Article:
There Were Beehives On the Roof of Notre Dame—Did They Survive the Fire?

Notre Dame Cathedral has been home to three beehives since 2013. The hives are located on the first floor on a roof over the sacristy just beneath the rose window. Each hive housed approximately 60,000 bees.

beeMilos Krivokapic/AP/Shutterstock

Last week, when a horrendous fire ravaged the iconic Notre Dame Cathedral in Paris, 180,000 lives were saved in what some are calling a miracle.

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Among the things saved from the fire are at least one of the rose windows, many of the statues (which had been removed in the days before the fire because of ongoing renovation projects), a number of historical and religious artifacts … and three beehives.

Notre Dame Cathedral has been home to three beehives since 2013. The hives are located on the first floor on a roof over the sacristy just beneath the rose window. Each hive housed approximately 60,000 bees.

Notre Dame’s beekeeper, Nicolas Geant (shown here), was thrilled to report the bees’ well-being.

“I got a call from Andre Finot, the spokesman for Notre Dame, who said there were bees flying in and out of the hives which means they are still alive!” Geant said to CNN. “Right after the fire I looked at the drone pictures and saw the hives weren’t burnt but there was no way of knowing if the bees had survived. Now I know there’s activity it’s a huge relief!”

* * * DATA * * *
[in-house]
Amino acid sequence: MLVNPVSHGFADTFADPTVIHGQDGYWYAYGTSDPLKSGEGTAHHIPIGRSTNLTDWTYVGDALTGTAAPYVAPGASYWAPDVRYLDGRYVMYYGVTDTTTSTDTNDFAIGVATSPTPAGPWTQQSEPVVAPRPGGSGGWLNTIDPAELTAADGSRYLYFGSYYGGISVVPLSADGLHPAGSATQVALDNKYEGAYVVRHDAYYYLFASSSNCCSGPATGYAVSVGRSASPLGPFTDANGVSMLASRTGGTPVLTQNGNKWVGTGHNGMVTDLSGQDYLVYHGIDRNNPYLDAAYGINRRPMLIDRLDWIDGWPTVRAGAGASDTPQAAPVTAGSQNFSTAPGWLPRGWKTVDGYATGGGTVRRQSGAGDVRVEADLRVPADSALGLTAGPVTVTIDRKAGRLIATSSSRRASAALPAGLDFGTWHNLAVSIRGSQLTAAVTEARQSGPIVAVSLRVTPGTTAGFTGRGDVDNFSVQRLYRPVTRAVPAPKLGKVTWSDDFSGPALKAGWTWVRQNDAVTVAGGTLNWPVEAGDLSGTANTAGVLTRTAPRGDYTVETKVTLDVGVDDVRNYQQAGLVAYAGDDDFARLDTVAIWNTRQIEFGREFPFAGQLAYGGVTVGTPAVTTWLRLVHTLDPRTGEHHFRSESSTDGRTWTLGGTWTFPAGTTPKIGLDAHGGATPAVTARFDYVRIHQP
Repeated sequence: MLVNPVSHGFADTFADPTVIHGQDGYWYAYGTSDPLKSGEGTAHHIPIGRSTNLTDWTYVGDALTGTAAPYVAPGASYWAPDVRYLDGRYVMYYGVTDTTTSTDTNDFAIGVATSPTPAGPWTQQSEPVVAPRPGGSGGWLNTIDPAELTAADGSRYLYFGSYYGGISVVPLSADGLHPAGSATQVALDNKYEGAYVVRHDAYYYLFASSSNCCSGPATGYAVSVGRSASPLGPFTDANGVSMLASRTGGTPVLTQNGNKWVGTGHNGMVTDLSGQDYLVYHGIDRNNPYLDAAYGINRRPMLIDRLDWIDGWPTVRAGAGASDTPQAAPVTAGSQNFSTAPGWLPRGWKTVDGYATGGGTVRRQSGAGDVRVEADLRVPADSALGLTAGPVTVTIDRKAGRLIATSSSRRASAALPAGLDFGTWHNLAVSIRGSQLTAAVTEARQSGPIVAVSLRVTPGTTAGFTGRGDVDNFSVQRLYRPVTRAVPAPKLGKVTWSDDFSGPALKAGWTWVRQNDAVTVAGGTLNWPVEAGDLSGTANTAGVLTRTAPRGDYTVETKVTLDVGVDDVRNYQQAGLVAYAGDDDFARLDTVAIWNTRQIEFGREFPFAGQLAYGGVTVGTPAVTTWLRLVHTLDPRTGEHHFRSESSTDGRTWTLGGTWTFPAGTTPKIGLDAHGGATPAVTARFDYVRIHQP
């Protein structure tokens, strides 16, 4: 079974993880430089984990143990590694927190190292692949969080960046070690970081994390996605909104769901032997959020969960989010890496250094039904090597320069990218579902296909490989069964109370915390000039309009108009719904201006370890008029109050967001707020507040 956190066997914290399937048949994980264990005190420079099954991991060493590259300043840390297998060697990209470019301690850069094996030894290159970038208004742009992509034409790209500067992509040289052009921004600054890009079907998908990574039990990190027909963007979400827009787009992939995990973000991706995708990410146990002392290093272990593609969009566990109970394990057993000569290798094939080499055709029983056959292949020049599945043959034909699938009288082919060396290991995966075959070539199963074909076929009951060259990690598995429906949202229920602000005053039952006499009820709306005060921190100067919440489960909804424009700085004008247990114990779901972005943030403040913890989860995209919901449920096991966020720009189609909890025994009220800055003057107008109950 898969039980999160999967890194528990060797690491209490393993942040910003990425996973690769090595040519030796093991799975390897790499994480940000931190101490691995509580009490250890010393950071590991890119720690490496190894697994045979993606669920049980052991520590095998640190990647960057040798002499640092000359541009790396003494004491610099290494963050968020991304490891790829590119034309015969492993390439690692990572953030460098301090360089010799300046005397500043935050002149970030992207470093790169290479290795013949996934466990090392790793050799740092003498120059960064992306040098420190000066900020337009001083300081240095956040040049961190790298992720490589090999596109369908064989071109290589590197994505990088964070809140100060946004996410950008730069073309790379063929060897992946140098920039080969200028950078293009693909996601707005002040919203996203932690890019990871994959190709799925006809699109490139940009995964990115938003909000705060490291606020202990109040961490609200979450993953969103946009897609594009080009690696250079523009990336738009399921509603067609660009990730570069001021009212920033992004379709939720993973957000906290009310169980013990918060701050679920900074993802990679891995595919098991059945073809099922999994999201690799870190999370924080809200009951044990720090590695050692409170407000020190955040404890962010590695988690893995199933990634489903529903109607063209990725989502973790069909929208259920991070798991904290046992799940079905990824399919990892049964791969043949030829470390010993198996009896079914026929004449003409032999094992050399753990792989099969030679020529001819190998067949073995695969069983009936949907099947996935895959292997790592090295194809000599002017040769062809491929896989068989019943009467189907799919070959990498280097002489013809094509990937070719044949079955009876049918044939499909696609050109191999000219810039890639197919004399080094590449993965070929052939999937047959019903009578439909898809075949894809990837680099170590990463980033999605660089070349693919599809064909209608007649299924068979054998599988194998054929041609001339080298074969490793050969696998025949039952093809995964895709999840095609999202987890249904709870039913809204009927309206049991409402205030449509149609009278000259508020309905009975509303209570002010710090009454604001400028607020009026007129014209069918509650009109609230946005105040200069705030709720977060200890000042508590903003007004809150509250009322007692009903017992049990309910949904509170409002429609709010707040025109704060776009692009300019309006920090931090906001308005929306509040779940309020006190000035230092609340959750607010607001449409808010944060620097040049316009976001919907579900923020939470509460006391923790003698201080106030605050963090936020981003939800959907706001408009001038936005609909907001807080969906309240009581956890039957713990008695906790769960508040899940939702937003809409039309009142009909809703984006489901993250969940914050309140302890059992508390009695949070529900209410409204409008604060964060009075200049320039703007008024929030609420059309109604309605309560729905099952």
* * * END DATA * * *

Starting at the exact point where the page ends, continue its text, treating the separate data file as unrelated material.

So how exactly did these bees survive such a devastating blaze?

According to Geant, the hives were untouched by the fire because they are located 30 meters below the main roof, which is where the fire spread.

There are over 300 working beehives currently placed around Paris to increase biodiversity. The Notre Dame beehives consist of Buckfast bees, which were developed in the 1920s by a Benedictine monk. The cathedral’s general manager requested the installation of the hives to promote the protection and awareness of the species.

“I was incredibly sad about Notre Dame because it’s such a beautiful building, and as a Catholic it means a lot to me,” said Geant. “But to hear there is life when it comes to the bees, that’s just wonderful. I was overjoyed.”

He added, “Thank goodness the flames didn’t touch them. It’s a miracle!”

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Alexa Erickson
Alexa is an experienced lifestyle and news writer, currently working with Reader's Digest, Shape Magazine and various other publications. She loves writing about her travels, health, wellness, home decor, food and drink, fashion, beauty and scientific news. Follow her traveling adventures on Instagram: @living_by_lex, send her a message: [email protected] and check out her website: livingbylex.com